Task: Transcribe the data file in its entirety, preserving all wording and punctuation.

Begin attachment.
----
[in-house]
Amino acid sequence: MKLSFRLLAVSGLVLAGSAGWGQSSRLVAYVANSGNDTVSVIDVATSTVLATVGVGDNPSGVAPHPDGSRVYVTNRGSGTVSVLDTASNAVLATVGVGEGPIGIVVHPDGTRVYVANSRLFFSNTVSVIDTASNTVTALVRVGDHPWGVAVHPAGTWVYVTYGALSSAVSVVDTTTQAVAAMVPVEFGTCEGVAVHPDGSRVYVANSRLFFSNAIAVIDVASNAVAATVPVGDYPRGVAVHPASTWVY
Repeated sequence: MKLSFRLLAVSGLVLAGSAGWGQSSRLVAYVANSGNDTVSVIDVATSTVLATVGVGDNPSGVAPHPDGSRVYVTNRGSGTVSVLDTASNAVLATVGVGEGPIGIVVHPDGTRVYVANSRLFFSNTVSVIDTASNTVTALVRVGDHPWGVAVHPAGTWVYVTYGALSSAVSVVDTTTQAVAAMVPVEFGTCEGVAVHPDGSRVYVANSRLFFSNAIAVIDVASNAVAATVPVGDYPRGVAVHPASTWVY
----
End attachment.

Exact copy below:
[in-house]
Amino acid sequence: MKLSFRLLAVSGLVLAGSAGWGQSSRLVAYVANSGNDTVSVIDVATSTVLATVGVGDNPSGVAPHPDGSRVYVTNRGSGTVSVLDTASNAVLATVGVGEGPIGIVVHPDGTRVYVANSRLFFSNTVSVIDTASNTVTALVRVGDHPWGVAVHPAGTWVYVTYGALSSAVSVVDTTTQAVAAMVPVEFGTCEGVAVHPDGSRVYVANSRLFFSNAIAVIDVASNAVAATVPVGDYPRGVAVHPASTWVY
Repeated sequence: MKLSFRLLAVSGLVLAGSAGWGQSSRLVAYVANSGNDTVSVIDVATSTVLATVGVGDNPSGVAPHPDGSRVYVTNRGSGTVSVLDTASNAVLATVGVGEGPIGIVVHPDGTRVYVANSRLFFSNTVSVIDTASNTVTALVRVGDHPWGVAVHPAGTWVYVTYGALSSAVSVVDTTTQAVAAMVPVEFGTCEGVAVHPDGSRVYVANSRLFFSNAIAVIDVASNAVAATVPVGDYPRGVAVHPASTWVY